This list can best be summed up as Eat Real Food.
The fewer the carbohydrates in your diet, the better for lowering insulin levels. The thing about ketogenic diets is finding what works for you as everyone is different and reacts differently. It may take time and experimentation to find what suits you, but there foods to avoid.
Breads and crackers
Pasta, rice and potatoes
Sugary drinks including sodas and fruit juices (and beer, sorry, but you might find red wine is OK)
Chocolate and sweets (but 80+% cocoa chocolate has good magnesium levels and is low in sugar)
Cakes, donuts and biscuits
A word about diet drinks and artificial/fake sugars… These do not raise blood sugars BUT they can raise insulin. As insulin drives weight gain, you need to avoid bothering your pancreas to secrete it and to keep the levels low.
Aiming for a high proportion of fat (75%) moderate protein (20%) and carbohydrates (5%) will get you started. There are ways to track your intake using apps or websites. I have used Myfitnesspal, CarbManager and Sparkspeople (though this last app is no longer supported you can use the website to track what you eat). You can tell the apps what you have eaten and they will calculate the macro percentages (carbs, fat and protein). Note I have not mentioned counting any calories, we’ve moved on from that. Some apps can scan a bar code on your product and register what you have eaten. Tracking what you are eating can really help and can show up some surprising results about what is in our food.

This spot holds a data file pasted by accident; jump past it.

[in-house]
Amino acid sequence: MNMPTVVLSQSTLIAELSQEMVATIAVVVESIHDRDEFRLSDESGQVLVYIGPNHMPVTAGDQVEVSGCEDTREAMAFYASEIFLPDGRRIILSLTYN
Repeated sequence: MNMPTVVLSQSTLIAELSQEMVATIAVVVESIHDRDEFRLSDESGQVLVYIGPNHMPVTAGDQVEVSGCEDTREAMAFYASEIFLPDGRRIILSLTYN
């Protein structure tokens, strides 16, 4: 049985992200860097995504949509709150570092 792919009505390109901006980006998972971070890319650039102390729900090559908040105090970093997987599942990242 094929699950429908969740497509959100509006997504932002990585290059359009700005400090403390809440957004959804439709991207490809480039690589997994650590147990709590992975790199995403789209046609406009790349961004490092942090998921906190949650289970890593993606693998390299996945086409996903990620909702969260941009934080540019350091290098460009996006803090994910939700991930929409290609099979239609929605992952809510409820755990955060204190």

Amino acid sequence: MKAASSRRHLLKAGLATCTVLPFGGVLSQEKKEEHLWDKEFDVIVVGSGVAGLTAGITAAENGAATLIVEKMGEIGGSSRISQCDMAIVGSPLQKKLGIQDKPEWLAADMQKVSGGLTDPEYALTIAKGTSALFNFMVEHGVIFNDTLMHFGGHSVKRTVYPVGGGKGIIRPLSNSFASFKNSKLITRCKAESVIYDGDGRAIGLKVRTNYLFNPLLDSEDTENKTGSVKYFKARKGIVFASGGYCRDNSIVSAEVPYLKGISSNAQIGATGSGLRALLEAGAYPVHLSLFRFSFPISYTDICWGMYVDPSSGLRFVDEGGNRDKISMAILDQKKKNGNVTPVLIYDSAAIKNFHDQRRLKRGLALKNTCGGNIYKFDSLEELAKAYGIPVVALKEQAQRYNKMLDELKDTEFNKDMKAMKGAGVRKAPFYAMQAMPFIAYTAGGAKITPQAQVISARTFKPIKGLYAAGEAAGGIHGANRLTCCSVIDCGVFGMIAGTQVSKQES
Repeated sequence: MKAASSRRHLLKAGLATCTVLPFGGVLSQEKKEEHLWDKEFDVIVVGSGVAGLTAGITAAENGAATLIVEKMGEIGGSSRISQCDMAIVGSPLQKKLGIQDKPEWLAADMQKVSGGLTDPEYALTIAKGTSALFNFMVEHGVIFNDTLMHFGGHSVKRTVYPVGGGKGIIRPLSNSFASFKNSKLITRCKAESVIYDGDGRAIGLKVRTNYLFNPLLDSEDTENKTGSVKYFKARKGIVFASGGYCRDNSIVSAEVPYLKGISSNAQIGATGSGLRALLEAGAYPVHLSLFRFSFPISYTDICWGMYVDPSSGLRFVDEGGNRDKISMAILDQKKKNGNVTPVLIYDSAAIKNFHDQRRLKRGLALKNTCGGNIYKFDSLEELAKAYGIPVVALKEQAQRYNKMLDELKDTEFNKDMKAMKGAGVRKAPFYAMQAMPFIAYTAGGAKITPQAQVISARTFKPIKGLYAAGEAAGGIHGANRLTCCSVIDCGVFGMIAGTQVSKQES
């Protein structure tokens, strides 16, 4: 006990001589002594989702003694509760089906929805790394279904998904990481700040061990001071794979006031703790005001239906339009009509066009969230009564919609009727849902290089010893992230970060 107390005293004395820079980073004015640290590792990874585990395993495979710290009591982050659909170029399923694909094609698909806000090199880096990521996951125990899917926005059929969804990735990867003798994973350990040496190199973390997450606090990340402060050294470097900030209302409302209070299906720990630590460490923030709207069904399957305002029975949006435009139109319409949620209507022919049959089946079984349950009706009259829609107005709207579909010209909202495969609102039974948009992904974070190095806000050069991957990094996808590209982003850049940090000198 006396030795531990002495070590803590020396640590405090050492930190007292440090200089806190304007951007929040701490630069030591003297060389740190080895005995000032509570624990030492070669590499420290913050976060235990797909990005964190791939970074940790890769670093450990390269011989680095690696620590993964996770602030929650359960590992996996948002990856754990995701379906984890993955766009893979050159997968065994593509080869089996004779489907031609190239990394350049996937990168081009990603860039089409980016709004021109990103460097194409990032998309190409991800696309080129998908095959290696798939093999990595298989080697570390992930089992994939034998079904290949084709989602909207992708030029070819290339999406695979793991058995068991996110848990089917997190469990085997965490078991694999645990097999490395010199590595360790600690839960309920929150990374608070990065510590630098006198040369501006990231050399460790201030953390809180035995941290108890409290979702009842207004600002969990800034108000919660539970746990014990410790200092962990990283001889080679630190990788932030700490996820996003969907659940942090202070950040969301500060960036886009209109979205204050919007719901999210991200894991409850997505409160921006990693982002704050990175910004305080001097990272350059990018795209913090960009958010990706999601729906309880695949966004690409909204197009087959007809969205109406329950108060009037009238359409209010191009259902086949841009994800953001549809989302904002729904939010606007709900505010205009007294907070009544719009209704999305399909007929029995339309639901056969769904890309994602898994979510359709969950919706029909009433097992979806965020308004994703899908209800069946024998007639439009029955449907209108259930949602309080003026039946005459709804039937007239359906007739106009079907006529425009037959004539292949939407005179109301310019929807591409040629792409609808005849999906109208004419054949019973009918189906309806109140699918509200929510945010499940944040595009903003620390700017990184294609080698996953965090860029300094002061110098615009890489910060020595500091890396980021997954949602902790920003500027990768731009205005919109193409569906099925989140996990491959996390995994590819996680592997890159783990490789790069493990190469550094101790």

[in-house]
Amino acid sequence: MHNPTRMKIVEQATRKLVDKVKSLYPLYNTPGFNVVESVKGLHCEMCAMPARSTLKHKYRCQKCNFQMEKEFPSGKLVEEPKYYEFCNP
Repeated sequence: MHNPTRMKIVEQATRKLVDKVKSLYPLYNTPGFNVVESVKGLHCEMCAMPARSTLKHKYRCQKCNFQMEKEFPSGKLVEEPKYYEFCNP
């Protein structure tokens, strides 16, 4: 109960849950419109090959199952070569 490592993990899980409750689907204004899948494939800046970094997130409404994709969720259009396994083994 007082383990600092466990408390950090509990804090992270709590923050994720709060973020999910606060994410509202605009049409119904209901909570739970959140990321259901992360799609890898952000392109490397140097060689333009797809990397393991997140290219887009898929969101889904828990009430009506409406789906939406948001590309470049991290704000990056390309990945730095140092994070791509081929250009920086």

Here’s a starting tip so things don’t get complicated – I merely track carbs and keep them low, whilst eating more fat and moderate protein until I’m full. You might need to spend a bit more time in the shops at first, looking for alternatives to the sugary fat-free stuff, but it is there.
One thing I haven’t mentioned is the rough time you can have for week or so when coming off sugars and carbohydrates. I’m not going to sugar-coat it, it can feel rough, but getting through that withdrawal was the best thing I did and there are ways to make it feel better (more on that to come).
That’s enough food for thought just now.
Coming up in part II, I’ve written an action plan detailing what to do next if you want to get started on a ketogenic diet, as well as some links of more places to go for support.